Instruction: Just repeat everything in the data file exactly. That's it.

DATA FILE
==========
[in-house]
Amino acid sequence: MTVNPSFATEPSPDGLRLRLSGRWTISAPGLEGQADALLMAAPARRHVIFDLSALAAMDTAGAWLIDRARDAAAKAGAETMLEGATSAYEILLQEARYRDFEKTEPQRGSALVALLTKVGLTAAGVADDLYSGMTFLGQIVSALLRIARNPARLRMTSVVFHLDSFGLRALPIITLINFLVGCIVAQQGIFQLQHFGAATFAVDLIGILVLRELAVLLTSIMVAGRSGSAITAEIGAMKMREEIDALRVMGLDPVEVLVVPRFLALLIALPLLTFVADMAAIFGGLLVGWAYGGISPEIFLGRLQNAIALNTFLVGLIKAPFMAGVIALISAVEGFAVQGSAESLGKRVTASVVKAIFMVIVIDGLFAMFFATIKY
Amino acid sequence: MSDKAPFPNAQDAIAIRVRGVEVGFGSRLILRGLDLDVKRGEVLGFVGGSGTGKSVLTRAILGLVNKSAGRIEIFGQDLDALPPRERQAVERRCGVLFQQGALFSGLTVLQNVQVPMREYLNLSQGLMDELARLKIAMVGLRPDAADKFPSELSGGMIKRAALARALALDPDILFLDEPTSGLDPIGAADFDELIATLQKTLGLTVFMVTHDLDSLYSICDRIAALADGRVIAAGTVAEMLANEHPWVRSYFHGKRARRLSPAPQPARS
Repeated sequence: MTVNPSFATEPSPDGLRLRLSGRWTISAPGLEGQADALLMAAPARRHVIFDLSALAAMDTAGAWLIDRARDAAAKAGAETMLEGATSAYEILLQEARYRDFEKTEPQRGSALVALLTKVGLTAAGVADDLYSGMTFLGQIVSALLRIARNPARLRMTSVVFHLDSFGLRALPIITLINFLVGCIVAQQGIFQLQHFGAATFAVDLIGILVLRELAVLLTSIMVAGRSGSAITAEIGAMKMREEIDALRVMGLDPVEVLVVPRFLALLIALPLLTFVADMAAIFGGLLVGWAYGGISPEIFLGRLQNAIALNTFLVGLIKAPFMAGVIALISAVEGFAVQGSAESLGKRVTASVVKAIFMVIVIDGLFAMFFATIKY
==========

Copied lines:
[in-house]
Amino acid sequence: MTVNPSFATEPSPDGLRLRLSGRWTISAPGLEGQADALLMAAPARRHVIFDLSALAAMDTAGAWLIDRARDAAAKAGAETMLEGATSAYEILLQEARYRDFEKTEPQRGSALVALLTKVGLTAAGVADDLYSGMTFLGQIVSALLRIARNPARLRMTSVVFHLDSFGLRALPIITLINFLVGCIVAQQGIFQLQHFGAATFAVDLIGILVLRELAVLLTSIMVAGRSGSAITAEIGAMKMREEIDALRVMGLDPVEVLVVPRFLALLIALPLLTFVADMAAIFGGLLVGWAYGGISPEIFLGRLQNAIALNTFLVGLIKAPFMAGVIALISAVEGFAVQGSAESLGKRVTASVVKAIFMVIVIDGLFAMFFATIKY
Amino acid sequence: MSDKAPFPNAQDAIAIRVRGVEVGFGSRLILRGLDLDVKRGEVLGFVGGSGTGKSVLTRAILGLVNKSAGRIEIFGQDLDALPPRERQAVERRCGVLFQQGALFSGLTVLQNVQVPMREYLNLSQGLMDELARLKIAMVGLRPDAADKFPSELSGGMIKRAALARALALDPDILFLDEPTSGLDPIGAADFDELIATLQKTLGLTVFMVTHDLDSLYSICDRIAALADGRVIAAGTVAEMLANEHPWVRSYFHGKRARRLSPAPQPARS
Repeated sequence: MTVNPSFATEPSPDGLRLRLSGRWTISAPGLEGQADALLMAAPARRHVIFDLSALAAMDTAGAWLIDRARDAAAKAGAETMLEGATSAYEILLQEARYRDFEKTEPQRGSALVALLTKVGLTAAGVADDLYSGMTFLGQIVSALLRIARNPARLRMTSVVFHLDSFGLRALPIITLINFLVGCIVAQQGIFQLQHFGAATFAVDLIGILVLRELAVLLTSIMVAGRSGSAITAEIGAMKMREEIDALRVMGLDPVEVLVVPRFLALLIALPLLTFVADMAAIFGGLLVGWAYGGISPEIFLGRLQNAIALNTFLVGLIKAPFMAGVIALISAVEGFAVQGSAESLGKRVTASVVKAIFMVIVIDGLFAMFFATIKY